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With the first ever documented observation of the self-healing phenomena of graphene, researchers hint at future applications for its use in artificial skin.
Graphene, which is, in simple terms, a sheet of pure carbon atoms and currently the world’s strongest material, is one million times thinner than paper; so thin that it is actually considered two dimensional. Notwithstanding its hefty price, graphene has quickly become among the most promising nanomaterials due to its unique properties and versatile prospective applications.
The paper published in Open Physics refers to an extraordinary yet previously undocumented self-healing property of graphene’s, which could lead to the development of flexible sensors that mimic the self-healing properties of human skin.
The largest organ in the human body, skin has been known for its fascinating self-healing ability – but until now, emulating this mechanism proved too much of a challenge as manmade materials lack this aptitude. Due to unprecedented stretching, bending and incidental scratches, artificial skin used in robots is extremely susceptible to ruptures and fissures. The study offers a novel solution where a sub-nano sensor uses graphene to sense a crack as soon as it starts nucleation, and surprisingly, even after the crack has spread a certain distance. According to the authors, this technology could quickly become viable for use in the next generation of electronics.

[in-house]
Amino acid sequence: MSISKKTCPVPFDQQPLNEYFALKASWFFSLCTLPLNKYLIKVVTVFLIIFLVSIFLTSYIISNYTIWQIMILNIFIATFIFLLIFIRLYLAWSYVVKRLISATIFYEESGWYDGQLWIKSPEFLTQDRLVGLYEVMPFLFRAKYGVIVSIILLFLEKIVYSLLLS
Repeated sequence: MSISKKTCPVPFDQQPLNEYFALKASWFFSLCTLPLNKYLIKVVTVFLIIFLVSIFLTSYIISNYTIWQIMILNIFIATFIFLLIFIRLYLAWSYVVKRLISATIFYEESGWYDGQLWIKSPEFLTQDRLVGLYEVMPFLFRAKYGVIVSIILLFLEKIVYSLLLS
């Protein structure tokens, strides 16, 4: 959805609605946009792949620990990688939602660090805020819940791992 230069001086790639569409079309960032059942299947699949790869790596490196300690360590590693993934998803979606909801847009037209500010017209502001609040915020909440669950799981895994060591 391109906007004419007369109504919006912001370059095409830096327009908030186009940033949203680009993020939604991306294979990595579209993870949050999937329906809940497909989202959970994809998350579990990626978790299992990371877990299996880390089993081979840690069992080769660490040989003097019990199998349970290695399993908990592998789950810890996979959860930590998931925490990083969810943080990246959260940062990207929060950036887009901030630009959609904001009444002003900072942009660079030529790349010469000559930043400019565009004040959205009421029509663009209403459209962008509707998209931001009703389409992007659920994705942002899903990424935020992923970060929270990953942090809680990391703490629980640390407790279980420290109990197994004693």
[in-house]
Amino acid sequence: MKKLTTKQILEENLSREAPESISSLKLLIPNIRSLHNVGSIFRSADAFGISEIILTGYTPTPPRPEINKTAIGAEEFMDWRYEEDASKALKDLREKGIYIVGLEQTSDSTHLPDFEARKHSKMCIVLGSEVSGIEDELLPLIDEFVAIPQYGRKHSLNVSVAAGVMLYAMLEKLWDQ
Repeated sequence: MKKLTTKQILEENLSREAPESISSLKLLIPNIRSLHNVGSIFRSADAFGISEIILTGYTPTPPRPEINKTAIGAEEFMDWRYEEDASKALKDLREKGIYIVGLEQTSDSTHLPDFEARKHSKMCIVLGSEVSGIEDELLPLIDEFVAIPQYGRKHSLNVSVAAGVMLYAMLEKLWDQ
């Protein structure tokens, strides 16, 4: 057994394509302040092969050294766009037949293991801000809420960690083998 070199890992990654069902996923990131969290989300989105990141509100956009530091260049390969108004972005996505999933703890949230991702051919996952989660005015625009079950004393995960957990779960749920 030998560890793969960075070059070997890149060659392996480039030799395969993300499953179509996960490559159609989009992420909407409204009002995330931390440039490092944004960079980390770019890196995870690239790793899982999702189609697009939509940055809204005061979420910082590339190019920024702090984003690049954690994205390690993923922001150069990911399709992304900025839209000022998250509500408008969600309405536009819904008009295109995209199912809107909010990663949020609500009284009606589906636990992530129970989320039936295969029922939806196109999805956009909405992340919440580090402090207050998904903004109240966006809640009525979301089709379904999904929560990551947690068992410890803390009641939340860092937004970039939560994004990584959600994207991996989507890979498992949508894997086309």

According to Dr. Swati Ghosh Acharyya, one of the researchers.
We wanted to observe the self-healing behavior of both pristine and defected single layer graphene and its application in sub-nano sensors for crack spotting by using molecular dynamic simulation. We were able to document the self-healing of cracks in graphene without the presence of any external stimulus and at room temperature.
The results revealed that self-healing occurred by spontaneous recombination of the dangling bonds whenever within the limit of critical crack opening displacement.
The researchers subjected single layer graphene containing various defects like pre-existing holes and differently oriented pre-existing cracks to uniaxial tensile loading till fracture. Interestingly enough, once the load was relaxed, the graphene started to heal and the self-healing continued irrespective of the nature of pre-existing defects in the graphene sheet. No matter what length of the crack, the authors say they all healed, provided the critical crack opening distance lied within 0.3 – 0.5 nm for both the pristine sheet as well as for the sheet with pre-existing defects.
Simulating self-healing in artificial skin will open the way to a variety of daily life applications ranging from sensors, through to mobile devices and ultracapacitors. In case of the latter, graphene-based devices would have an advantage of the large surface of graphene to provide increase in the electrical power by storing electrons on graphene sheets. Apparently such supercapacitors would have as much electrical storage capacity as lithium-ion batteries but could be recharged in minutes instead of hours.
The original article is fully open access and available on De Gruyter Online.